Four cities in South Florida received perfect scores in the 2020 Human Rights Campaign’s Municipal Equality Index report including Wilton Manors, Fort Lauderdale, West Palm Beach and Miami Beach.
"People are waking up to the reality of glaring, systemic inequalities, and tools like the Municipal Equality Index help them move from being overwhelmed to understanding where progress can be made,” said Nadine Smith, executive director of Equality Florida. “Florida has been the vanguard of the South in adopting proactive local policies. The MEI shows us that even with those tremendous advances, we must continue to hold our local officials accountable to advancing pro-equality policies that reflect our values."
This is the ninth annual municipal equality list HRC has compiled. Across the U.S. 94 cities earned perfect scores this year — up from 88 last year.
Wilton Manors, known as Broward County’s “gayborhood,” is one of those cities that came out on top — their seventh time in a row doing so.
Wilton Manors City Commissioner Paul Rolli said other cities have reached out to them over the years to ask how they continue to earn perfect scores.
“It’s simple — we create and implement policies and practices that promote equity and a safe environment for all who live in, work in, and visit Wilton Manors,” Rolli said. “I am so thankful that the Human Rights Campaign continues to recognize our leadership.”
Chris Caputo, who was elected to the city commission just last month, added his thoughts as well.
“Residents and business owners in the City of Wilton Manors should be proud. Our city's laws and policies demonstrate our appreciation for diversity, including our support for transgender-inclusive healthcare benefits and our city contractor non-discrimination ordinance,” he said. “We deserve the international reputation we've received for being a great place for LGBTQ+ individuals and families to call home.”
Fort Lauderdale tops the list for the second year in a row.
“Once again, Fort Lauderdale demonstrates how far we have come over the decades in becoming the diverse and inclusive city we are today,” said City Commissioner Steve Glassman. “We should all be very proud of our progress.”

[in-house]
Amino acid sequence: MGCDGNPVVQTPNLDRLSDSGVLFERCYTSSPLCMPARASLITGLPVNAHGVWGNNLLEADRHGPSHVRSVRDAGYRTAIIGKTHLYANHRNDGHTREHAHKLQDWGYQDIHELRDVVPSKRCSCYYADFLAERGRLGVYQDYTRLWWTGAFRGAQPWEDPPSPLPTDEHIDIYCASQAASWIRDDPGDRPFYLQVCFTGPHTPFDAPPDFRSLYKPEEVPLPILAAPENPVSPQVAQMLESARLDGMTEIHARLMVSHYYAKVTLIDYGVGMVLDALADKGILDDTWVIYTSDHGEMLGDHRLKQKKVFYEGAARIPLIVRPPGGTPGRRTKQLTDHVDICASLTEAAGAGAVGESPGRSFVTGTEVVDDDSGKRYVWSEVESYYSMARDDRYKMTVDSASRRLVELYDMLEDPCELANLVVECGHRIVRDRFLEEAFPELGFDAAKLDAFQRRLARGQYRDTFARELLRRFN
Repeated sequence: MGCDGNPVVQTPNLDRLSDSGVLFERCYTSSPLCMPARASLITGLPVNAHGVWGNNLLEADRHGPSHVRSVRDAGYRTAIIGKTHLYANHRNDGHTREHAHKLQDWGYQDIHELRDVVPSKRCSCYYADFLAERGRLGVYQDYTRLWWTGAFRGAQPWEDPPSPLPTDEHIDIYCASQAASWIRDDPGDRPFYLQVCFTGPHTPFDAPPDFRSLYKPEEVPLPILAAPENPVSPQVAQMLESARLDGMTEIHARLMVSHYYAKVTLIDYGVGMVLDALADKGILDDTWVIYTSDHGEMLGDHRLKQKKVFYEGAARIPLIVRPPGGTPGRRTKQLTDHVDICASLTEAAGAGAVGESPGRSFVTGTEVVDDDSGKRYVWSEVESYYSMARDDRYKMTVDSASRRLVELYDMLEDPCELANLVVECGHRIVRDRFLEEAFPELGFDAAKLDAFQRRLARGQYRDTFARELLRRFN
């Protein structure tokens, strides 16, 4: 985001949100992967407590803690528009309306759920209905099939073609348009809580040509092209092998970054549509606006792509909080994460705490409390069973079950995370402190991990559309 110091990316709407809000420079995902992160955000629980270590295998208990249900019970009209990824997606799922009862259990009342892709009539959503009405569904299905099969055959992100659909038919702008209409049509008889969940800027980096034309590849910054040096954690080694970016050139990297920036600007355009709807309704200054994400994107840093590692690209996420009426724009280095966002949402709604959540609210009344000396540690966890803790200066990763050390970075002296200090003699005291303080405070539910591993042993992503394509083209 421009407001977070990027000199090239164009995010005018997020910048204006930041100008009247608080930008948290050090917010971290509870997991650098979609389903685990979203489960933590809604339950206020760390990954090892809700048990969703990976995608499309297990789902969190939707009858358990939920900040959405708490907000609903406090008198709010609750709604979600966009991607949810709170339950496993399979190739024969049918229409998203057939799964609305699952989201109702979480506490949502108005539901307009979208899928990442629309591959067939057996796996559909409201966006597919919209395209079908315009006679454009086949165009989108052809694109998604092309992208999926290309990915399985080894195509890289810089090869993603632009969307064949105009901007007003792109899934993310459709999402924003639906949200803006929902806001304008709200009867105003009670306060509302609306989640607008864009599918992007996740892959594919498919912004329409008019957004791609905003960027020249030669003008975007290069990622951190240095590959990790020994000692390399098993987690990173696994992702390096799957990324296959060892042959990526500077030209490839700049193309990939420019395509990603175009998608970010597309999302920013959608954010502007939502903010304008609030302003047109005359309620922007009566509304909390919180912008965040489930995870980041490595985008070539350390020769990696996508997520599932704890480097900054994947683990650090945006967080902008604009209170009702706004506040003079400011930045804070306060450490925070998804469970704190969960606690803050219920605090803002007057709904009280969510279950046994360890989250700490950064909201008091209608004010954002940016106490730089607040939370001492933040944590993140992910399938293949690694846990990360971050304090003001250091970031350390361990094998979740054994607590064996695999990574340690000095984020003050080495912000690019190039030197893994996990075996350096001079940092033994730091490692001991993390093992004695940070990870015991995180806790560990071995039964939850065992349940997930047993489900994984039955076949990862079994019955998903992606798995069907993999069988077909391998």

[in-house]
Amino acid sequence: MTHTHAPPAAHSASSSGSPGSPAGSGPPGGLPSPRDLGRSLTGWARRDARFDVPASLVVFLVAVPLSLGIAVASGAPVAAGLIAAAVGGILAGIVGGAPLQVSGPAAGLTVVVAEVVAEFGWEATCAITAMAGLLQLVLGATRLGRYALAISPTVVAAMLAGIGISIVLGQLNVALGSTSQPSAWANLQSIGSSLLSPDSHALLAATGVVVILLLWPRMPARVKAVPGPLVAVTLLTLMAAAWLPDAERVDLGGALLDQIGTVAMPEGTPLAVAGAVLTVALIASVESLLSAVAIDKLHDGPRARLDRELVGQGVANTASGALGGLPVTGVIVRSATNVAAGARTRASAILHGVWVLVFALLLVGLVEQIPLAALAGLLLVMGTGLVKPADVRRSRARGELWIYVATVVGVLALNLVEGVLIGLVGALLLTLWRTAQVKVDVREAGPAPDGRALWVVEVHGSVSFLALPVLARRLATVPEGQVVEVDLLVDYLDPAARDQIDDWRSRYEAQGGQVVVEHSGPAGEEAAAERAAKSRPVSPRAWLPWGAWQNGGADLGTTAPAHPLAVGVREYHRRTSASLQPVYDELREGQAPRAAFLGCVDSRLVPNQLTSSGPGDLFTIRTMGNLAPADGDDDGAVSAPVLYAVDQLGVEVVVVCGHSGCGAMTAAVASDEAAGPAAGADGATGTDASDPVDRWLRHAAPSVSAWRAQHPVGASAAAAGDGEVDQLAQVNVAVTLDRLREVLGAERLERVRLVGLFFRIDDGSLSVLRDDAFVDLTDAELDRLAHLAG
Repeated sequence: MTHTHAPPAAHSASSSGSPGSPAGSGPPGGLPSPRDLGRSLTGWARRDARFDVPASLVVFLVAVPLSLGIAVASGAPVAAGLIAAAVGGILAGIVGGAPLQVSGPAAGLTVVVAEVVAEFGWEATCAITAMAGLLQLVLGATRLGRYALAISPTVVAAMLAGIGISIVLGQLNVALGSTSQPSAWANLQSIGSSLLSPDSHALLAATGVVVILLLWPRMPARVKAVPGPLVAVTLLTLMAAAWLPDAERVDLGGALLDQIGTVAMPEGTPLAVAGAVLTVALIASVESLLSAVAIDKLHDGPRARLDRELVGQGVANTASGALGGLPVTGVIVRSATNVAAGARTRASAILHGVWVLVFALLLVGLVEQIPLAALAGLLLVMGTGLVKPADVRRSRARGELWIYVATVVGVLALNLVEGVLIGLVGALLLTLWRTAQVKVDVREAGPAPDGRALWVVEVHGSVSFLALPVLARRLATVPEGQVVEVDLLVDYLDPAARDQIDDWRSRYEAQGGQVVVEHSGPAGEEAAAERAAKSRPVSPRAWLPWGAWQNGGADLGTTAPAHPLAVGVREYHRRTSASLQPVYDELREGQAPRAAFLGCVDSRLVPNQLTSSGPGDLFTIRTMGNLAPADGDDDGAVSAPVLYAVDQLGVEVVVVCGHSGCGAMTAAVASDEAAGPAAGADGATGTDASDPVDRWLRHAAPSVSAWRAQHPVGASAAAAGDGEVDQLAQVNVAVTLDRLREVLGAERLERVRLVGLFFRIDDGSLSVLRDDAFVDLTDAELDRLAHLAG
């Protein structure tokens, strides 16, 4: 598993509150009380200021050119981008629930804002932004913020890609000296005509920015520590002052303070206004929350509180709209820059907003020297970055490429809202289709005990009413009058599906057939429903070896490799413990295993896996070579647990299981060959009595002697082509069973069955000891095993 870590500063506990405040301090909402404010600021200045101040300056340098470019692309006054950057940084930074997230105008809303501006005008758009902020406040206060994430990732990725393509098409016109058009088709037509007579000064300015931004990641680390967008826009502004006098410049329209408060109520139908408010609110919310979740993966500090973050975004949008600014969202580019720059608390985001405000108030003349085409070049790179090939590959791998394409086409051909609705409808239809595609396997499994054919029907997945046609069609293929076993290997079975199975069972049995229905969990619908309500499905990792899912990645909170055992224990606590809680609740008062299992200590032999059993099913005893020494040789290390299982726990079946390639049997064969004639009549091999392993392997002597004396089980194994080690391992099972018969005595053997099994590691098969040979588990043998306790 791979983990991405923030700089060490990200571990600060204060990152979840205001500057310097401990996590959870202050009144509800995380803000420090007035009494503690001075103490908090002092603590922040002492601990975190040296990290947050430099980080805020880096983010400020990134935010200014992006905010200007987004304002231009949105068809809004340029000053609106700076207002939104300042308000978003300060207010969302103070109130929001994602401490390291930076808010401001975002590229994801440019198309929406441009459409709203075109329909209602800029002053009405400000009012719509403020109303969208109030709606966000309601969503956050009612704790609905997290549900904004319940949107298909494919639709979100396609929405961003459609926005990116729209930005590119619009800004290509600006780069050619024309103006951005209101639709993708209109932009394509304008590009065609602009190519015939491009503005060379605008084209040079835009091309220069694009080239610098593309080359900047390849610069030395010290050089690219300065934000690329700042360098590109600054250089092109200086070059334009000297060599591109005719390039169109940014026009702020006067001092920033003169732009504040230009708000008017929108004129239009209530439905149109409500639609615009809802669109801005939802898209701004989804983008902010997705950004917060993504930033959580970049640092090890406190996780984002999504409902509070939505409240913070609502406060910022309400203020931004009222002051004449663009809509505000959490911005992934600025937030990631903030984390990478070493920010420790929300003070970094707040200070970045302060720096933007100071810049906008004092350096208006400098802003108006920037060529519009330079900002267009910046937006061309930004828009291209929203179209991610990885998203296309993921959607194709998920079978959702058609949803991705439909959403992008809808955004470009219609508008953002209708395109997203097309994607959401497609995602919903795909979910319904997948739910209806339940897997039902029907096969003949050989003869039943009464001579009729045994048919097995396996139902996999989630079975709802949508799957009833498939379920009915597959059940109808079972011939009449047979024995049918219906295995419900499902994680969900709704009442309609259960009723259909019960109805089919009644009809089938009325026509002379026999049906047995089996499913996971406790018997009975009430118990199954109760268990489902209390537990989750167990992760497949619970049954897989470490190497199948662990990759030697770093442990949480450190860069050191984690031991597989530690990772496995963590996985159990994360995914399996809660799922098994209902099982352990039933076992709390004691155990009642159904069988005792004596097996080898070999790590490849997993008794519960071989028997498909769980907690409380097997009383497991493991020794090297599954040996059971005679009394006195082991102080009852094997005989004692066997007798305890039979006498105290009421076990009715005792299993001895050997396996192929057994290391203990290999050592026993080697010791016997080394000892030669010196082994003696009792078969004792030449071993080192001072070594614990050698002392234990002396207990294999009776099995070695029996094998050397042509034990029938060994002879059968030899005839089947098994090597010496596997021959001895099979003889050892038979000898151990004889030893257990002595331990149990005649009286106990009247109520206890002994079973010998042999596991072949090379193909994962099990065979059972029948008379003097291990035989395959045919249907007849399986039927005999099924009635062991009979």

Two years ago Fort Lauderdale enacted a human rights ordinance that banned discrimination against the LGBT community in the area’s employment, housing, and public accommodation.
Overall seven cities in Florida received perfect scores. The others include Orlando, St. Petersburg, and Tampa.
A few other cities came close to perfect though like Tallahassee and Oakland Park, both of which received a 99.
“While we are quite proud of the rise in the score to a 99, we will continue to find every way possible to receive a perfect score of 100 by next year,” said Matthew Sparks, city commissioner of Oakland Park.
Oakland Park received a 97 last year.
All of the ranked cities in South Florida either improved their scores over last year, or their scores stayed the same.
The city with the biggest increase over 2019 was Miami, which saw its score jump 20 points from 55 to 75. According to the scorecard two areas where they improved included adding LGBT liaisons in the city executive’s office and within the police department. The city with the lowest score in South Florida is Hialeah with 40 points, while the lowest in the state is Daytona Beach with 30 points.
Digging deeper into the report shows that even among the four cities that did achieve a perfect score in South Florida there are areas for improvement, according to their scorecards. Beyond the 100 points, there are an additional 22 “flex” points that work like bonuses. So for instance cities that provide services to the transgender community receive two flex points. Only Wilton Manors earned that bonus. However Wilton Manors did not receive any flex points for providing services to LGBT people experiencing homelessness.
Many cities did in fact receive more than 100 points but the scorecards note the score cannot exceed 100. For instance Wilton Manors received 94 regular points and 18 flex points; whereas West Palm Beach received 100 regular points and six flex points.
Not every city in the state is ranked. Instead cities that are included have to meet certain criteria such as being a state capital or one of the 200 largest cities in the U.S. More than 500 cities across the country were ranked this year. Cities receive points based on their LGBT-friendly laws, policies, benefits and services. Twenty-four cities in Florida were included.
If a city does not meet the criteria to be included it can “self-submit,” which Miami Beach does each year.
“The City of Miami Beach has received a perfect score since 2013, prior to gay marriage being legalized, when I sponsored the Domestic Partner Ordinance that allowed unmarried couples to receive the same value of benefits as married couples from the city,” said Miami Beach City Commissioner Michael Góngora. “The MEI is a quantifiable index of our city’s commitment to LGBTQ rights. We work hard every year to get every possible point and our 100% score [...] shows that Miami Beach remains the best place for our community to live, work, and play.”
West Palm Beach is another self-submitter.
"For more than 30 years, PBCHRC has encouraged elected officials in West Palm Beach to enact laws and policies to provide equal rights, protections, and benefits for LGBTQ residents and visitors,” said Rand Hoch, president of the Palm Beach County Human Rights Council. “This year's perfect score on the MEI acknowledges their efforts to make our city a great place for LGBTQ people to live, study, work, play, create families, and retire."